Addiction, in contrast, is a disorder that involves compulsive drug seeking and use, despite negative consequences. It involves changes in neurotransmitters and in specific brain circuits, leading to a loss of control over drug use. Per the DSM-5, there are 11 criteria for substance use disorders, and an individual must meet at least two of these within a 12-month period to receive a diagnosis. The manual also states that “substances can produce tolerance and withdrawal [criteria 10 and 11] as normal physiological adaptations when used appropriately for supervised medical purposes. Under these conditions, tolerance, and withdrawal, in the absence of other criteria, do not indicate substance use disorders and should not be diagnosed as such” (4).
The lack of understanding among professionals about the difference between addiction and dependence, as well as the impact of benzodiazepines on the brain, can lead to misdiagnosis of use and physical dependence as addiction, which may result in inappropriate treatment choices such as sudden discontinuation or rapid tapering. If withdrawal from benzodiazepine is required, it is advisable to gradually taper over several months to years, depending on the patient's ability to tolerate the discontinuation. Abruptly discontinuing the drug can cause seizures, insomnia, confusion, disorientation, and an increased risk of developing neurological symptoms.
The table below is from a recent paper (5) that differentiates between Benzodiazepine Use Disorder and (Complex Persistent) Benzodiazepine Dependence using DSM-5 criteria.
3. Minimal effect of benzodiazepines on the brain's "reward center."
There is little neurobiological evidence that benzodiazepine use causes addiction. In fact, very few studies on how prescribed benzodiazepine use might lead to addiction have been published.
All addictive substances have two features in common: a short-term rise in dopamine in the mesolimbic area (the brain's "reward center") and long-term synaptic alterations in this area. There is no substantive evidence that benzodiazepines cause either of these alterations.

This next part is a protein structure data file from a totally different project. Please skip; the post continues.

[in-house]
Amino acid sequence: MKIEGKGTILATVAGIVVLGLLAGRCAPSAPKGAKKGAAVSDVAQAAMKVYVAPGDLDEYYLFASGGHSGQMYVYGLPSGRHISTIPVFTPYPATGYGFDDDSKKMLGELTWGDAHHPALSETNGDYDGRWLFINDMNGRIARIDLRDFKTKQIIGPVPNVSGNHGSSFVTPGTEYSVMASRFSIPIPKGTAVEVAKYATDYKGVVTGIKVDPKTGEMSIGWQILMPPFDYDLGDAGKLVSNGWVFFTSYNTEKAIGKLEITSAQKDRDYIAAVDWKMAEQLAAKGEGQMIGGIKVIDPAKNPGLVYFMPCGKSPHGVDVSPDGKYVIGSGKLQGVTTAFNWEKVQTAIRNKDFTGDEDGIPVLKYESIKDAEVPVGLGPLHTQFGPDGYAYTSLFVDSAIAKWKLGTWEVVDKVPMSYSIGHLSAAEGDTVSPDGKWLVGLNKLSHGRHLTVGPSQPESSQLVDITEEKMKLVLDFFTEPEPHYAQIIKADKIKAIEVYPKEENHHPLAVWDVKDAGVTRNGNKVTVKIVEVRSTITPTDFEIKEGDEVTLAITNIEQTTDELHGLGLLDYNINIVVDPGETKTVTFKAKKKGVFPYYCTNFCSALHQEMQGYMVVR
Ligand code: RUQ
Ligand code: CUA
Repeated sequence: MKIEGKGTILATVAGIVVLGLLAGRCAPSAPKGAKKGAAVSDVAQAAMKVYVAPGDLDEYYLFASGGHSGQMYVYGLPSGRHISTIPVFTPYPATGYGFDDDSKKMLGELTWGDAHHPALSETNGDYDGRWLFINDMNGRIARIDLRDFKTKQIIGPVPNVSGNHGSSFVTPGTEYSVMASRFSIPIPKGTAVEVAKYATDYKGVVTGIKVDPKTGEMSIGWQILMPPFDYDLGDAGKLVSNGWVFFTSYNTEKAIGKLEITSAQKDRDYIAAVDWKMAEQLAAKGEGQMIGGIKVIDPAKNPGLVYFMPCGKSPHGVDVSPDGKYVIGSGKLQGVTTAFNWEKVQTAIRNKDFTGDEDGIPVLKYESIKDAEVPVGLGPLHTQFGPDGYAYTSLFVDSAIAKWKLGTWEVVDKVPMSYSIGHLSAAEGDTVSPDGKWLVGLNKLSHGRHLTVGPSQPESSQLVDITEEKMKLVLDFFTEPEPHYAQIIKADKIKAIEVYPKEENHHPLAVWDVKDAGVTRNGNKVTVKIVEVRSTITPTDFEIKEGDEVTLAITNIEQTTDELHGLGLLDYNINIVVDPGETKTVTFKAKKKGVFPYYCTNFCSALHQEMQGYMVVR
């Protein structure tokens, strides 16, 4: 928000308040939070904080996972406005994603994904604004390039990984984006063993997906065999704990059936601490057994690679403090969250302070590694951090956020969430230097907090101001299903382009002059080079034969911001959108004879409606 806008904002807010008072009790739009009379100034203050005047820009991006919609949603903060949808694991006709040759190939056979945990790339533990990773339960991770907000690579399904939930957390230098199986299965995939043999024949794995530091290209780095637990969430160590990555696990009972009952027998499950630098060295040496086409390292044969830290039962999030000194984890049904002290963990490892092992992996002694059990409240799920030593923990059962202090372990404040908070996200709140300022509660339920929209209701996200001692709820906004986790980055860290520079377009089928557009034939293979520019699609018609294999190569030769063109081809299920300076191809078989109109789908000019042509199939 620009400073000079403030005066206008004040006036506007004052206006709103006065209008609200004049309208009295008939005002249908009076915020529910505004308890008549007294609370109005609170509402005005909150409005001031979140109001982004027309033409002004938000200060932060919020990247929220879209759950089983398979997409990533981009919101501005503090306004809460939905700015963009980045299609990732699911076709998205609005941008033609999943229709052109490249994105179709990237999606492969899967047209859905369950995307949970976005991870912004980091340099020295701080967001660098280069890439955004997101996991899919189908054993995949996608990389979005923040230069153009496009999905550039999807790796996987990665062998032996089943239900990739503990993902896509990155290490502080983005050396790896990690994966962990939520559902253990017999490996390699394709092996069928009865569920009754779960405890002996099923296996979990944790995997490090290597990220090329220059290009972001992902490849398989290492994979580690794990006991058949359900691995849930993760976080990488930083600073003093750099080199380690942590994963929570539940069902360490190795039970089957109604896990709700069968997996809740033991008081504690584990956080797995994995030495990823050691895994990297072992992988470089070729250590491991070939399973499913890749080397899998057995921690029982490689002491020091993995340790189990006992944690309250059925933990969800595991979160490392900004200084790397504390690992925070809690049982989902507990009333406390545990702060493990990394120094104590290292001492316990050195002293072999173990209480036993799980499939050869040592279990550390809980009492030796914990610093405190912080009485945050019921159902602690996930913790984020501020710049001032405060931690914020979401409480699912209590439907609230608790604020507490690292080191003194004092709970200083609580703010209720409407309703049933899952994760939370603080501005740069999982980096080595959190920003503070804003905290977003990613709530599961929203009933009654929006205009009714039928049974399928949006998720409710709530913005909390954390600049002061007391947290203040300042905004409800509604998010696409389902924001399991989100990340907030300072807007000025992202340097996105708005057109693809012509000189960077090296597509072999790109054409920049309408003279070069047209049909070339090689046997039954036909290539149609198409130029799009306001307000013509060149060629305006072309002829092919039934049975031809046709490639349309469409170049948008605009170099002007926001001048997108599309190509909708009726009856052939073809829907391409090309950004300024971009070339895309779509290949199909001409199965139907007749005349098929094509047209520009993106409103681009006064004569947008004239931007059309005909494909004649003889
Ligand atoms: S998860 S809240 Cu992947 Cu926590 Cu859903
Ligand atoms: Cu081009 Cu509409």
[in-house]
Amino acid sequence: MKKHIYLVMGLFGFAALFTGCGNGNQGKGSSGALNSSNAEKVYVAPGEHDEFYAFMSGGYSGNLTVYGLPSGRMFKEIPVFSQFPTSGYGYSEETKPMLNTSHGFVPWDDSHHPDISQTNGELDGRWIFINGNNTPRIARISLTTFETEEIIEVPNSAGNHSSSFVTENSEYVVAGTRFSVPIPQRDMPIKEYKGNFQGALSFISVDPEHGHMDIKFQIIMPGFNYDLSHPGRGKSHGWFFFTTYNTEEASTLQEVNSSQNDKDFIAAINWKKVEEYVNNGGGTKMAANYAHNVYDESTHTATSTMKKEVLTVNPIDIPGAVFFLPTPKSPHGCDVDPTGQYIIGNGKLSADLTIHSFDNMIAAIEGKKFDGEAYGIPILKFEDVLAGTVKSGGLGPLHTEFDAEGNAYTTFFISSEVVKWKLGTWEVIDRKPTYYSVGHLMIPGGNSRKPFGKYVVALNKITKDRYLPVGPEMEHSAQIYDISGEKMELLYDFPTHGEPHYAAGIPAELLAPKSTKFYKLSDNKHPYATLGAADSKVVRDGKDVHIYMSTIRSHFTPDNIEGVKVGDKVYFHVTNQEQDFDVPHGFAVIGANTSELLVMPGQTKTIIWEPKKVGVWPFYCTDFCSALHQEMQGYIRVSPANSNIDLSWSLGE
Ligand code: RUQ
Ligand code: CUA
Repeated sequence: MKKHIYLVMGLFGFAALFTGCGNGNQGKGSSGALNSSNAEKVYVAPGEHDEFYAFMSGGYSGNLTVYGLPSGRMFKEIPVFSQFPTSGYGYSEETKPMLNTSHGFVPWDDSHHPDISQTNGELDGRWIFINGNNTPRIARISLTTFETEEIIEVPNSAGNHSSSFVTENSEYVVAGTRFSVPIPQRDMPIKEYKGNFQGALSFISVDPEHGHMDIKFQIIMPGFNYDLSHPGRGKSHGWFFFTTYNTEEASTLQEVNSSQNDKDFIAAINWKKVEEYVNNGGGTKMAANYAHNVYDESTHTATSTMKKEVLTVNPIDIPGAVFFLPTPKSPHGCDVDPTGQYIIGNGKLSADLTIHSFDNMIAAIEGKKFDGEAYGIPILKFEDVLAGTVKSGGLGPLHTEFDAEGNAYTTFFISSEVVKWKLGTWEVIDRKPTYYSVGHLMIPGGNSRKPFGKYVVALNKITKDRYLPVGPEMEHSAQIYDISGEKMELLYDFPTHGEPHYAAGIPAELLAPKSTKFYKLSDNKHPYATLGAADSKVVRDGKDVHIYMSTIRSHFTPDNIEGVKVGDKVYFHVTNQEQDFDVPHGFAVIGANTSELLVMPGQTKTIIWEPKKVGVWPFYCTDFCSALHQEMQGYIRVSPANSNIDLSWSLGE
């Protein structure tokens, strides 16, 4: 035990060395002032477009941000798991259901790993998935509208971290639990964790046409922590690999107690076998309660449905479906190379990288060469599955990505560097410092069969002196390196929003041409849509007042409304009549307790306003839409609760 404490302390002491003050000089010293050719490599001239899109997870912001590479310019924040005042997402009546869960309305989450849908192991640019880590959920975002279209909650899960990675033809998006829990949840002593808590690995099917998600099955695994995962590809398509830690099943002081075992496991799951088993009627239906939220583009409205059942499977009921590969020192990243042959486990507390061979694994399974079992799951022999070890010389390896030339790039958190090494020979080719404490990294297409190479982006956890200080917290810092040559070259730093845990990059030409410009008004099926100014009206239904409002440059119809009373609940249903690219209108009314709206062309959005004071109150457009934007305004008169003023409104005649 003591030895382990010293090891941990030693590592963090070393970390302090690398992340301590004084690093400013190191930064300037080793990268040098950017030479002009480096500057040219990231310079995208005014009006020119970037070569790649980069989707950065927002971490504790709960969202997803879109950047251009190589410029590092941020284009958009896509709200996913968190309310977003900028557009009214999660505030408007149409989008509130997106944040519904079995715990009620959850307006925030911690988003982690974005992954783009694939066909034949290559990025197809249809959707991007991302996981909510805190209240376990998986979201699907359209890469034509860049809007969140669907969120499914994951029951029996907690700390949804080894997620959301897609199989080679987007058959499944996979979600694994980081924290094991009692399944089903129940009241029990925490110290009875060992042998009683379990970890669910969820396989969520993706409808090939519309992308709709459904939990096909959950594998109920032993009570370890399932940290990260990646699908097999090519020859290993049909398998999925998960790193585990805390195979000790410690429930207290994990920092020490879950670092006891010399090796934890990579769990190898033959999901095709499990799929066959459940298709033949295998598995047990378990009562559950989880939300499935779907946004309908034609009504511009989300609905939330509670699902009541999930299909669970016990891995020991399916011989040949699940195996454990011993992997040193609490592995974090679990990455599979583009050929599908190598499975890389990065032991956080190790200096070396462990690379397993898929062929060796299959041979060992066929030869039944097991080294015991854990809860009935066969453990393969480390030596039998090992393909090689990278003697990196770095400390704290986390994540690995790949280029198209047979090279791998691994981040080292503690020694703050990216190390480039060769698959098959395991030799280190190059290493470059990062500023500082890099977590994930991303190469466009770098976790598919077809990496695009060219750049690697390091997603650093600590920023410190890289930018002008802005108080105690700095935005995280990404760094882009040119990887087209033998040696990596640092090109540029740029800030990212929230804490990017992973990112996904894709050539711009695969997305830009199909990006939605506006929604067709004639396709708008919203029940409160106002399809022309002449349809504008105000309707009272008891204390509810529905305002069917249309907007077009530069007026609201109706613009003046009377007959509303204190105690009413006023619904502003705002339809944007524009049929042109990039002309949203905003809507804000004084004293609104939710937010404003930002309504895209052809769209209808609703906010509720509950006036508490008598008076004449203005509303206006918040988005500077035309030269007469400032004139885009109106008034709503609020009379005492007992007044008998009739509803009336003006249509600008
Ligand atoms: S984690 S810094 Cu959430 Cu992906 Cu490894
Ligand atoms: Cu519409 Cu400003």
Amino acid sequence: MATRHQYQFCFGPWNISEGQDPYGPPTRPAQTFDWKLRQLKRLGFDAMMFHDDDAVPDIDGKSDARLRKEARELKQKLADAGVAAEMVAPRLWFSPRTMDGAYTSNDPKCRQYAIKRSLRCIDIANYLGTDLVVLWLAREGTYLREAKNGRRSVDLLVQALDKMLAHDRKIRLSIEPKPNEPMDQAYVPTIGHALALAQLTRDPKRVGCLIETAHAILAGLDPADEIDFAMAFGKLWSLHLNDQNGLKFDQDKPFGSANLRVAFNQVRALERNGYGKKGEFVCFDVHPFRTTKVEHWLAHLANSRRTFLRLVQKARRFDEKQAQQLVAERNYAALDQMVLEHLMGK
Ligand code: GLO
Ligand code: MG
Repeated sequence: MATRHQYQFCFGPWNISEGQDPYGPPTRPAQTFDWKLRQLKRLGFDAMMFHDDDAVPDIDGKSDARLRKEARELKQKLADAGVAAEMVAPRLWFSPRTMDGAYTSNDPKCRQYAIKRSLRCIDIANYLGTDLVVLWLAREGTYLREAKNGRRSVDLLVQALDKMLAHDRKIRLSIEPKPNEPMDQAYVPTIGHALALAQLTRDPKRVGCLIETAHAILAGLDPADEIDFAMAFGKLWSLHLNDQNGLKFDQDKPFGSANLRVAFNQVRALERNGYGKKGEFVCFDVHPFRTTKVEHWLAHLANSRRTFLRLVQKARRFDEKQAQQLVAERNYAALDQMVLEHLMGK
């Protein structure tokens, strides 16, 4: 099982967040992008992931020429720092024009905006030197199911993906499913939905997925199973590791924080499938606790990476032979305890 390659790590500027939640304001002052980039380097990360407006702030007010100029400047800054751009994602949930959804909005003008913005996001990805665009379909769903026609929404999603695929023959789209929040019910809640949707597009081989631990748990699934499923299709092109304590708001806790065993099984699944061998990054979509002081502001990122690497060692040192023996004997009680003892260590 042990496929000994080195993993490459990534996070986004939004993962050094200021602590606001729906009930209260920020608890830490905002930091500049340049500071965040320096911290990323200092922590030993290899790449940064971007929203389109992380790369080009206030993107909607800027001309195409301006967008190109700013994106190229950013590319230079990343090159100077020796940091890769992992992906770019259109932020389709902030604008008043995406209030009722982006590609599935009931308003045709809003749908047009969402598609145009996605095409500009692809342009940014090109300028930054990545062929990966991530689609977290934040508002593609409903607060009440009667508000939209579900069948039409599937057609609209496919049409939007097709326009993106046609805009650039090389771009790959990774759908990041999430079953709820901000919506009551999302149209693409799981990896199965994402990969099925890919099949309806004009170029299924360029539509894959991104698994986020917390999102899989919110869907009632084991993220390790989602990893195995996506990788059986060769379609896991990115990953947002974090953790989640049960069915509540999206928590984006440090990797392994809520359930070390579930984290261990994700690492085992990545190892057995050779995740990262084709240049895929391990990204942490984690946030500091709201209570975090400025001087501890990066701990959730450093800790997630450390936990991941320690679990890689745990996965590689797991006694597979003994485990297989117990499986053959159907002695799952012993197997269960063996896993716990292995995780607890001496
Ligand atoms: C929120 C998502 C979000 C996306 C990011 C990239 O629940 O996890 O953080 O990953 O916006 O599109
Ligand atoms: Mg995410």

In one study (6), the benzodiazepine midazolam (brand name Versed) "elicited a 22% decrease in dopamine, rather than an increase that would be expected with most addictive substances," like cocaine or opioids. Previous studies with different benzodiazepines also showed the same result—that benzodiazepines either decrease or have little effect on dopamine release.
Regarding the second aspect of addiction, synaptic plasticity, this article (7) states that the remodeling and adaptation of brain reward circuitry, as documented in many other substances of abuse, has yet to be established following extended exposure to benzodiazepines.
When benzodiazepine addiction, abuse, or misuse is detected, other well-known addictive substances, such as alcohol, opiates, or cocaine, are typically consumed concurrently, as these substances likely "prime" the reward circuit, impacting the effects of benzos.
4. Patients report tolerance, dependency, and neurotoxicity—but not addiction. Yet healthcare often fails them.
Individuals who use or discontinue benzodiazepines frequently encounter symptoms of tolerance, dependency, and neurotoxicity. These symptoms differ from those of addiction, which involves cravings and compulsive use. Yet healthcare providers typically fail to differentiate, and patients often express frustration and dissatisfaction with the inadequate level of care and understanding they receive, in addition to not being offered appropriate treatment alternatives.
According to the results of a study (8) done among online support groups, patients face considerable challenges when seeking to cease benzodiazepine use. The patient statements below are from that recent paper:
“If I could think of the one worst possible thing you could do to a person, it would be benzo withdrawal. Beats cancer and Alzheimer’s combined. If I could make it go away by chopping my arms and legs off, I would!”
“I’m treated like I did something wrong for taking the prescription as prescribed and never told what it was, and when I looked at medical information years ago, she [my doctor] told me not to because I was making up symptoms by reading medical information.”
“My doctor cut me off without warning. I believe doctors who do this should lose their license... I went to the emergency room within days of being discontinued and was ‘locked down’ in a mental health unit for 9 days with no treatment except coloring in a room full of dangerous patients.”